Jonathan Conlin was born in New York and later moved to Britain, where he studied history at Oxford. He went on to do graduate work at the Courtauld Institute and Cambridge, becoming a Fellow of Sidney Sussex College in 2002. During this period he spent long periods in Parisian archives, developing an interest in the history of Anglo-French relations. Since his appointment to the University of Southampton in 2006 he has taught courses on a unusually wide range of topics, from the moral philosophy of Adam Smith through the history of cemeteries to the impact of evolution on Victorian society.
The author of the first history of the National Gallery ever published, Jonathan remains fascinated by the history of collecting, of museums and the politics of national heritage. Since working for the BBC as Specialist Researcher on the R4 series "Trade Roots" (2007) he has become interested in how broadcast media have been used to represent the past. In addition to writing critical studies of "Civilisation" (1969) and "Ways of Seeing" (1972) he curated two programmes of events in London and Washington to mark the fortieth anniversaries of both series. He regularly comments on museums, heritage and television history for "History Today", "Museums Journal" and R4's "Today" programme.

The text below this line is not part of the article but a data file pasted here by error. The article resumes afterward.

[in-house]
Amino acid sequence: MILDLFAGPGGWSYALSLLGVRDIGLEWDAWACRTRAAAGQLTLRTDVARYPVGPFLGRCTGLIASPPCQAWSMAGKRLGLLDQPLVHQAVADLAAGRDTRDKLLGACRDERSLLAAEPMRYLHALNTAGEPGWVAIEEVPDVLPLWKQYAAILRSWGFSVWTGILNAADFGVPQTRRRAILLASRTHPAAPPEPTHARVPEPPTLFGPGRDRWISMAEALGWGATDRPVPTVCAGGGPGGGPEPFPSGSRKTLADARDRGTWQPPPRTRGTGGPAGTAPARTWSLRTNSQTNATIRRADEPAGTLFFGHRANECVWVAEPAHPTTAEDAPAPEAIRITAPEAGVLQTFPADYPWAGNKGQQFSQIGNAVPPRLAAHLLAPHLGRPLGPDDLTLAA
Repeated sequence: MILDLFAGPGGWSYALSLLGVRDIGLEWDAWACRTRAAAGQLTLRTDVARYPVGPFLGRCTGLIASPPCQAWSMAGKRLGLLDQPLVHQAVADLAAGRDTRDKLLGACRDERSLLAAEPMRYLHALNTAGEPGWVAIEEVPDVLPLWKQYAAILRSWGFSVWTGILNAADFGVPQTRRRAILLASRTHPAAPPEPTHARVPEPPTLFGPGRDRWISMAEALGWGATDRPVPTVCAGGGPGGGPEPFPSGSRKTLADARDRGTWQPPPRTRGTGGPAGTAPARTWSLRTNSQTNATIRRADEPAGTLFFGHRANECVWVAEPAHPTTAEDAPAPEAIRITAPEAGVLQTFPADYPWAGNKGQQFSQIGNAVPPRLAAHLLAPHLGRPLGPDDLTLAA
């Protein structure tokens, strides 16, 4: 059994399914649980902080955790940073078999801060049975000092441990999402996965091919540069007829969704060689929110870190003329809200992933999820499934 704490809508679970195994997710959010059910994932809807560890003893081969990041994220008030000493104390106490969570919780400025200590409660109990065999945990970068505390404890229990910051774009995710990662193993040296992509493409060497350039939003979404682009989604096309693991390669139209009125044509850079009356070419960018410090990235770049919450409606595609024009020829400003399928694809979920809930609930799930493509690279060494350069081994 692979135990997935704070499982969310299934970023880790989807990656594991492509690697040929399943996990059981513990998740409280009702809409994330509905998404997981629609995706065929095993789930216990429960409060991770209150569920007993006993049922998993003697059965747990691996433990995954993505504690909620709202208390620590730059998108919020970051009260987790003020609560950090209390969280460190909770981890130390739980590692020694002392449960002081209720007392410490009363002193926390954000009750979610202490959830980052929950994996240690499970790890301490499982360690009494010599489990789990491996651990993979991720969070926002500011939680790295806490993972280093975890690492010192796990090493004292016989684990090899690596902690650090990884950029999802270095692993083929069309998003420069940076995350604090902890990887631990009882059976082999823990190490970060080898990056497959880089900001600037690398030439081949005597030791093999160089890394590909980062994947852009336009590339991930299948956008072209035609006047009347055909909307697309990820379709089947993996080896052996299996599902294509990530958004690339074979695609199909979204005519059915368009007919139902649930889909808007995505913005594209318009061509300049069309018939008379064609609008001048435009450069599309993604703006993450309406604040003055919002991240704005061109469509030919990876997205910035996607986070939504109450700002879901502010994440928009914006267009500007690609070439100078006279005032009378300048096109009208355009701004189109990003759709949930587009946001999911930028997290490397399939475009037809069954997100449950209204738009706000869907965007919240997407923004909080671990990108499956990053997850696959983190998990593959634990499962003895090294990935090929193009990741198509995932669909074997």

Jonathan is currently researching the life and career of the oil magnate and diplomat Calouste Gulbenkian (1869-1955). In addition to establishing the modern oil industry (notably in Iraq) and forming an important collection of art Gulbenkian also endowed one of the world's largest philanthropical organisations. The aim is to produce the definitive biography of this renowned yet enigmatic figure, popularly known as "Mr Five Percent".
After completing the manuscript of my first book I went through various discouraging attempts to win over a series of somewhat self-important agents, and eventually gave up. I was subsequently introduced to Andrew by my publisher, and was immediately put at my ease. I’ve since discovered that he also represents several colleagues and friends, all of whom have nothing but praise for him. I only wish I’d met him earlier.